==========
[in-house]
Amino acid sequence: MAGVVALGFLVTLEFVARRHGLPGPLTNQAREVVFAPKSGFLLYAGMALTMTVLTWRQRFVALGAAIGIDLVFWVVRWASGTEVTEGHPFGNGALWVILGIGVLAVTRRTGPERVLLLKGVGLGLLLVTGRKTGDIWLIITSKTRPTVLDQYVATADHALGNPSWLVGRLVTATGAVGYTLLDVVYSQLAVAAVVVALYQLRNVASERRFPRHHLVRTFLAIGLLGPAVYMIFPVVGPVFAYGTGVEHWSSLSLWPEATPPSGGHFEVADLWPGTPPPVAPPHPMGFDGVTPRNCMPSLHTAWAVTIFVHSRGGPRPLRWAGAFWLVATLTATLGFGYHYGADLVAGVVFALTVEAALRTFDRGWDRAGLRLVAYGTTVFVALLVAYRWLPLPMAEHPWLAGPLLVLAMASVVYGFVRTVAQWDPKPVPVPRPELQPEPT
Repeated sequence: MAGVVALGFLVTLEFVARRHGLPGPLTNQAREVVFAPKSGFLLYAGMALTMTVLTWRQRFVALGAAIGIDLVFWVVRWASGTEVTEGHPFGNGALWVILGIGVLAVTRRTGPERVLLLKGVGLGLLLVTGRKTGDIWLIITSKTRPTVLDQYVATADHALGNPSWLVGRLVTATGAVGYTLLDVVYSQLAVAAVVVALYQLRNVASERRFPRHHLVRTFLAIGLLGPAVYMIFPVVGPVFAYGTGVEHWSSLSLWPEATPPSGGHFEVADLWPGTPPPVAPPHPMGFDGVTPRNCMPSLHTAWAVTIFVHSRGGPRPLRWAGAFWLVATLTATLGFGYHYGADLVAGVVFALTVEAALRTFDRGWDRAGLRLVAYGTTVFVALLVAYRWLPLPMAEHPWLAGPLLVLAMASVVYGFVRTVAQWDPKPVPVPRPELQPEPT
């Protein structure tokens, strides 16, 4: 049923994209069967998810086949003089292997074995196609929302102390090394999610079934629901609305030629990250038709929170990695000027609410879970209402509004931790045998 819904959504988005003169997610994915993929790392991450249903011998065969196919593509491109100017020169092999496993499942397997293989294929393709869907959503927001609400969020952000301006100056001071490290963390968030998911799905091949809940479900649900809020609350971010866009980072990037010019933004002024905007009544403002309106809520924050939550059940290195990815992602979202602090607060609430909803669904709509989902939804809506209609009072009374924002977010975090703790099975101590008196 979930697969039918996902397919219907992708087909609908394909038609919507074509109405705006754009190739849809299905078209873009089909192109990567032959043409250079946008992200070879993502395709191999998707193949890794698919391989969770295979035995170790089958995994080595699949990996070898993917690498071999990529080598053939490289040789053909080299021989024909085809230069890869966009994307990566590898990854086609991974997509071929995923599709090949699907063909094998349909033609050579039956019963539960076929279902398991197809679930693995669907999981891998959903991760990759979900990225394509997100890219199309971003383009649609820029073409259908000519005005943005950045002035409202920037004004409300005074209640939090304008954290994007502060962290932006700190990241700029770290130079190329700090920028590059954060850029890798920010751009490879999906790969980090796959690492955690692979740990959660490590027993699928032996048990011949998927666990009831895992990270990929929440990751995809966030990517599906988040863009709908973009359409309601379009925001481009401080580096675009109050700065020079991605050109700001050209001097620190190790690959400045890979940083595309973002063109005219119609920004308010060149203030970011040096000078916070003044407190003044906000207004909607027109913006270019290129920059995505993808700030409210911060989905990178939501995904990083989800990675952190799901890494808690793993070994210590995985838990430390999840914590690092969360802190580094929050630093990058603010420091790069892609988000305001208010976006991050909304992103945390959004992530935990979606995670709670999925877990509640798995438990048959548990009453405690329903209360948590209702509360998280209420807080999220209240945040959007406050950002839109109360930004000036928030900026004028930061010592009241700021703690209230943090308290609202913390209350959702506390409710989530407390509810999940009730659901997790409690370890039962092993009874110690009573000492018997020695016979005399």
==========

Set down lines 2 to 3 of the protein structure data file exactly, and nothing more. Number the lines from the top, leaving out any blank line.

Amino acid sequence: MAGVVALGFLVTLEFVARRHGLPGPLTNQAREVVFAPKSGFLLYAGMALTMTVLTWRQRFVALGAAIGIDLVFWVVRWASGTEVTEGHPFGNGALWVILGIGVLAVTRRTGPERVLLLKGVGLGLLLVTGRKTGDIWLIITSKTRPTVLDQYVATADHALGNPSWLVGRLVTATGAVGYTLLDVVYSQLAVAAVVVALYQLRNVASERRFPRHHLVRTFLAIGLLGPAVYMIFPVVGPVFAYGTGVEHWSSLSLWPEATPPSGGHFEVADLWPGTPPPVAPPHPMGFDGVTPRNCMPSLHTAWAVTIFVHSRGGPRPLRWAGAFWLVATLTATLGFGYHYGADLVAGVVFALTVEAALRTFDRGWDRAGLRLVAYGTTVFVALLVAYRWLPLPMAEHPWLAGPLLVLAMASVVYGFVRTVAQWDPKPVPVPRPELQPEPT
Repeated sequence: MAGVVALGFLVTLEFVARRHGLPGPLTNQAREVVFAPKSGFLLYAGMALTMTVLTWRQRFVALGAAIGIDLVFWVVRWASGTEVTEGHPFGNGALWVILGIGVLAVTRRTGPERVLLLKGVGLGLLLVTGRKTGDIWLIITSKTRPTVLDQYVATADHALGNPSWLVGRLVTATGAVGYTLLDVVYSQLAVAAVVVALYQLRNVASERRFPRHHLVRTFLAIGLLGPAVYMIFPVVGPVFAYGTGVEHWSSLSLWPEATPPSGGHFEVADLWPGTPPPVAPPHPMGFDGVTPRNCMPSLHTAWAVTIFVHSRGGPRPLRWAGAFWLVATLTATLGFGYHYGADLVAGVVFALTVEAALRTFDRGWDRAGLRLVAYGTTVFVALLVAYRWLPLPMAEHPWLAGPLLVLAMASVVYGFVRTVAQWDPKPVPVPRPELQPEPT